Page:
The Lung DNA Virome in Health and Disease We live in an interdependent relationship with our resident microbiota, which strongly influence human health and disease. Microbial communities differ at different body sites, and have distinctive consequences at each. The relationship between humans and their microbes has been most extensively studied for our bacterial communities but far less is known about the human virome, particularly in the respiratory tract. In preliminary studies, we used shotgun metagenomics to investigate the lung virome in several subject groups. We established efficient methods for purification of viral particles and computational methods for sequence assembly & taxonomic assignment. This revealed a diversity of phage & animal cell viruses. Most prominently, we discovered high levels in lung of Torque Tenoviruses (TTV), a family of small DNA viruses with extreme hypervariability, and we identified a novel group of small circular DNA viruses with limited homology to any previously described viruses (which we term ?human circo-related virus?; HCRV). It is known that TTV in blood is under potent host immune control, but neither cellular immune responses that control TTV in general nor lung-specific regulation have been investigated. Nothing is known about lung-specific HCRV since we identify them here for the first time. These findings highlight major gaps in current knowledge: How do the lung and its ubiquitous communities of viruses interact and affect each other, particularly the abundant small single stranded DNA viruses? What is the influence of cigarette smoking, a principal cause of lung injury? Are these viruses and host immune response to them contributing to lung injury and/or inflammation that drive lung diseases? To accelerate understanding of the lung virome and relationship to lung health & disease, we will: Phase 1 (R61) Years 1-2: To set the stage for further advancement, we will (1) Define the distribution of TTV & HCRV in respiratory tract samples from severely ill lung disease subjects (?extreme phenotype?); (2) Generate & interrogate lung virome metagenomic datasets for additional novel respiratory DNA viruses shared among individuals; (3) Develop a novel ?personalized? assessment of T cell immune responses to hypervariable TTV, and approach to HCRV immune responses; (4) Generate a repository of bronchoalveolar lavage (BAL) specimens representing lung diseases of high priority for virome & immune analysis in Phase 2. Phase 2 (R33) Years 3-5: We will (1) Define the relationship between lung virome constituents & virome- targeted immune responses, and pulmonary diseases of high priority; (2) Determine the impact of smoking on the lung virome and plasma virome, & virome-targeted immune responses; (3) Define the molecular virology of HCRV, TTV & other small DNA viruses relevant to the lung. This project is designed to be a combination of discovery/hypothesis-generating science as well as specific hypothesis-testing studies as outlined in RFA HL-17-002, which we anticipate will provide novel insight into the nature of the virome within the lungs, and role in lung health and disease.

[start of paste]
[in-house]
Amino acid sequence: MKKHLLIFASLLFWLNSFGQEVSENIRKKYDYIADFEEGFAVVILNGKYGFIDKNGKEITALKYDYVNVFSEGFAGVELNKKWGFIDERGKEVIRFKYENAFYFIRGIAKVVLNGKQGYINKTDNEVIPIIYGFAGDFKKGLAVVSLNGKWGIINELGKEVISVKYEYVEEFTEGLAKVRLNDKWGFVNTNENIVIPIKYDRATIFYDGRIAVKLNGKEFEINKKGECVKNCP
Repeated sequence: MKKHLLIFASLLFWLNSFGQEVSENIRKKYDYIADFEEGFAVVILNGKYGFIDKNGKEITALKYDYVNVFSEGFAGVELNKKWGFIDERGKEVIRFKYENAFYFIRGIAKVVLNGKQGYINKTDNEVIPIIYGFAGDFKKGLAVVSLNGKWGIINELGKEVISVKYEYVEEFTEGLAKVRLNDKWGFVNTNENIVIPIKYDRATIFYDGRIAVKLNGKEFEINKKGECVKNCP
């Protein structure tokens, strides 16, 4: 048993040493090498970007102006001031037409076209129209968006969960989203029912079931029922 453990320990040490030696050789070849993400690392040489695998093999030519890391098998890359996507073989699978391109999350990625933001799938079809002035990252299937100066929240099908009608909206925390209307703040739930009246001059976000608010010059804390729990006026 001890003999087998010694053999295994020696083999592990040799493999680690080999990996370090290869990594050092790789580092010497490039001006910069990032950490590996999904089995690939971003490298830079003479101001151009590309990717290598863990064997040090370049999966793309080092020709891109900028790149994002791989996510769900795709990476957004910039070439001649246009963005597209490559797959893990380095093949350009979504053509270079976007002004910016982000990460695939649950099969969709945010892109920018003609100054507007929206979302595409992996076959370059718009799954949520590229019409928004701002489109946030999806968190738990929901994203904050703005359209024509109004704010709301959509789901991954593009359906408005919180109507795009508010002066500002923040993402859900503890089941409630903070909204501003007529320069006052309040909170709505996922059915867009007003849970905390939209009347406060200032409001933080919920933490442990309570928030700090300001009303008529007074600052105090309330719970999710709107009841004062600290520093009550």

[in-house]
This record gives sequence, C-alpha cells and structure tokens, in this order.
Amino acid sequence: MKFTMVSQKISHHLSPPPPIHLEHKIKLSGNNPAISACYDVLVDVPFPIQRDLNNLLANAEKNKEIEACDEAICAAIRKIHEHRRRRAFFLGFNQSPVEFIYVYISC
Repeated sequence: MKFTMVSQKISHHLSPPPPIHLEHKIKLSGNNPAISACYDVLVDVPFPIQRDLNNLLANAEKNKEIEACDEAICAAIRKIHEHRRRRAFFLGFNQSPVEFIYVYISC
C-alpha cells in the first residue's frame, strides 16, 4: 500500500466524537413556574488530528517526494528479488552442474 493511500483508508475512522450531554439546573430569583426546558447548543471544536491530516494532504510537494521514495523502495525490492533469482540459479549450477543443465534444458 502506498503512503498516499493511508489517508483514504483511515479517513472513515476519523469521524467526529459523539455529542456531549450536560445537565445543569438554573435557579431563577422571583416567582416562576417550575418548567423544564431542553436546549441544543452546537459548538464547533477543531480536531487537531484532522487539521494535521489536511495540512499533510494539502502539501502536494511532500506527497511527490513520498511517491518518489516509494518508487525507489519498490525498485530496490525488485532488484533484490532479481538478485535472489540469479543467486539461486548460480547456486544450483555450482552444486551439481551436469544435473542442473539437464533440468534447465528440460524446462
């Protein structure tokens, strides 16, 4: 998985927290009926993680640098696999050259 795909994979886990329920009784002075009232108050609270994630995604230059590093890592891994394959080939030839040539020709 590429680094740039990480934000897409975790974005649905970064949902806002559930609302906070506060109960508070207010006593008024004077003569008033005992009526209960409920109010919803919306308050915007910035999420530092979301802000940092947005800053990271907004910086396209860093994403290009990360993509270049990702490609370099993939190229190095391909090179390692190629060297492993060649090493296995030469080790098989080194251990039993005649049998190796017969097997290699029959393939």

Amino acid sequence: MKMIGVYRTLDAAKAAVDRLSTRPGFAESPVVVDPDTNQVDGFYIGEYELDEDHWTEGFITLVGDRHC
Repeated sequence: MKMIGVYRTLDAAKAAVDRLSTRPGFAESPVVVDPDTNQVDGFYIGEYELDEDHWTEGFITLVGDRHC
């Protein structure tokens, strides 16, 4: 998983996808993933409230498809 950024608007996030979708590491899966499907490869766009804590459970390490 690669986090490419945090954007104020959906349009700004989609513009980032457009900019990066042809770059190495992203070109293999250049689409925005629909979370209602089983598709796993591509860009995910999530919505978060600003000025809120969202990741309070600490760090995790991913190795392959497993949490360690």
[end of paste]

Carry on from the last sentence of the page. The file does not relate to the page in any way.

/ Lay Summary Humans live in a closely interdependent relationship with microbes that inhabit the human body (the human microbiome), but the viruses that comprise the human microbiome (the virome) and how they influence health and disease are only now starting to be studied. We have found that the lung has a unique virome that is altered in some disease states, raising the question of how the respiratory tract virome impacts health and disease. This project will provide new insight into the nature of the lung virome, and how the virome changes in lung diseases or from smoking, and how the lung virome may contribute to pulmonary injury and diseases.
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